Among 9,000 IT decision makers across the world, a common perception was that their cybersecurity solutions were siloed
In a recent survey of 9,000 cybersecurity decision makers from organizations with 500 or more employees across fifteen markets, including four from the region (Australia, India, Indonesia, Singapore), the most common cyber technologies adopted by respondents were Network Detection and Response (38%), Security Orchestration Automation and Response (36%) and Security Information and Event Management (35%).
Findings around the theme of siloed security and future of cybersecurity technologies include:
- 90% of respondents described their current security model as “siloed”, with 63% indicating there were likely allocating budget to advanced solutions enable an integrated security approach
- 80% estimated their organization had lost up to 10% of revenue from security breaches in the last twelve months. Medium-sized businesses (with US$50–US%100m in revenue) cited they had lost an average of 9% in revenue, compared to 5% for large businesses (with a turnover of US$10bn–US$25bn).
- 36% was the global average of respondents that indicated feeling “very confident” in their organizations’ ability to quickly adapt to new threats. For Singapore, represented by 500 respondents, 25% of respondents felt this way, and 62% indicated that they were “struggling to keep up”.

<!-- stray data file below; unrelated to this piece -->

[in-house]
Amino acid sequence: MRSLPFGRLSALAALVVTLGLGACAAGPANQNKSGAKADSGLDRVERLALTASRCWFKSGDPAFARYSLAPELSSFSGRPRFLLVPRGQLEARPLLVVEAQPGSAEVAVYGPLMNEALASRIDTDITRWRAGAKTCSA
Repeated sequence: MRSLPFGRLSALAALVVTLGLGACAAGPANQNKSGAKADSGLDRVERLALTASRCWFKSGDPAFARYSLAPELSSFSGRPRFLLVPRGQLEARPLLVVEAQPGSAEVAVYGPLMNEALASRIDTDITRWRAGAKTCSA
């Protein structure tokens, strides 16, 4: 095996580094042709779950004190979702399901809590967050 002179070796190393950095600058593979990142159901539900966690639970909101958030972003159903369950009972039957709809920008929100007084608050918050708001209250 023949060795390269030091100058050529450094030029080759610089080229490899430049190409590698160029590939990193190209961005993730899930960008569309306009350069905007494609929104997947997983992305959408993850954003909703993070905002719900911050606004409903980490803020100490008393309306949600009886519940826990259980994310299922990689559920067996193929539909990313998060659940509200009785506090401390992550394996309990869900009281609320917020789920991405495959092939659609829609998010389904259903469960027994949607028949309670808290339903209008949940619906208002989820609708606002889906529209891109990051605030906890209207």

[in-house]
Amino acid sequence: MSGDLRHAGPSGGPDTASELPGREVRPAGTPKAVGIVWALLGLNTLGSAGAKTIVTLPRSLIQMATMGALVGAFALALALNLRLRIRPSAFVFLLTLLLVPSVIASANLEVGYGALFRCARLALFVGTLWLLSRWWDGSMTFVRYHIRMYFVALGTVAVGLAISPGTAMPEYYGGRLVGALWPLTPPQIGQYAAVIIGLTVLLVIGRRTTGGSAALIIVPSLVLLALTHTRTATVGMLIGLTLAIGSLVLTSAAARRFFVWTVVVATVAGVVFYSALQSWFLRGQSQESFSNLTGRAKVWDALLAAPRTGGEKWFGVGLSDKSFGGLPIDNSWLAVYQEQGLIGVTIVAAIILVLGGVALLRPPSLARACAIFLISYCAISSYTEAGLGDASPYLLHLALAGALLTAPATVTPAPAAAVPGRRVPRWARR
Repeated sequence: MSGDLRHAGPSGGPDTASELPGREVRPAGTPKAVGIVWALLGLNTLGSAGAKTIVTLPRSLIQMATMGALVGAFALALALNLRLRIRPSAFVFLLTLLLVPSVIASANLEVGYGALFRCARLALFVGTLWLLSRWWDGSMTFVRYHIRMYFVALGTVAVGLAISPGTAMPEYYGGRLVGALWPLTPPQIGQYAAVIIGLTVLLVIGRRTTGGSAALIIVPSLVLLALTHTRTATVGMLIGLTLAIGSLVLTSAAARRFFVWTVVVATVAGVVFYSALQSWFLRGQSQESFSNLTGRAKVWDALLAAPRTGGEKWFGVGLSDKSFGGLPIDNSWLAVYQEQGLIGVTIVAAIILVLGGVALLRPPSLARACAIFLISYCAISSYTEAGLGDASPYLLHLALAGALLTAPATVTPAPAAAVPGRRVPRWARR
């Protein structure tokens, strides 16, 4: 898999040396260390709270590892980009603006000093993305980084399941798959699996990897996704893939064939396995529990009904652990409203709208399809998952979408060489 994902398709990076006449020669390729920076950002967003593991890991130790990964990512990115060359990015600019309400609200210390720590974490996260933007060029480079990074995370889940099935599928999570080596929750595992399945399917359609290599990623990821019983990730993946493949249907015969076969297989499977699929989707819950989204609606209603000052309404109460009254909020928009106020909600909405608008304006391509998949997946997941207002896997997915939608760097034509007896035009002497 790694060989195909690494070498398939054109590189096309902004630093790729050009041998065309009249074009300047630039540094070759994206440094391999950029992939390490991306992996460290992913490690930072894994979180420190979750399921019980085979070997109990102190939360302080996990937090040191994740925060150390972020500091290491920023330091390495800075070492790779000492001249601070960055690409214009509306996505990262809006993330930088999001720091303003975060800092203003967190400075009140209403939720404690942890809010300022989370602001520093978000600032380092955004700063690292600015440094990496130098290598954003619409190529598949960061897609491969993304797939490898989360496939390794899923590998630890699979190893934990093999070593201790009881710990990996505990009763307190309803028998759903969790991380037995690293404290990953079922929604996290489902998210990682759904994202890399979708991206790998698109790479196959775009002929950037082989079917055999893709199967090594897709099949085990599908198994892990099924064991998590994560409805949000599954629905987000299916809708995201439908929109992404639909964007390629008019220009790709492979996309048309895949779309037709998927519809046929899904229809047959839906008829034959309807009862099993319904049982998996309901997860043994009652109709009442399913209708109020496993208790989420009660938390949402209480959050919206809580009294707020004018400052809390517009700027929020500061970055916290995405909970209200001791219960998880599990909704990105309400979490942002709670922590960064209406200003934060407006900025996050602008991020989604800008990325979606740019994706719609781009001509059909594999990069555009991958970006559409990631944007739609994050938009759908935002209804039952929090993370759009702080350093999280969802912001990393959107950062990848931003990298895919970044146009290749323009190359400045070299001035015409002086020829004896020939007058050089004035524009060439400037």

- 54 cyber incidents per day was the average workload for all global respondents, with 39% citing 50 to 200 incidents daily. Additionally, 51% reported being “inundated by a never-ending stream of cyberattacks” as one of their biggest work frustrations.
- 64% of respondents indicated that their current security tools did not enable their security operations team to work with maximum efficiency, while 35% indicated they had blind spots in their protection today.
According to Jonathan Tan, Managing Director (Asia) Trellix, which commissioned the survey: “Siloed security systems are placing an unnecessary burden on overstretched SecOps teams, making organizations easy targets for malicious actors. It’s time we reject siloed security as the status quo and take concrete steps towards building a more flexible, intelligent security model, which will ultimately help to safeguard sensitive data.”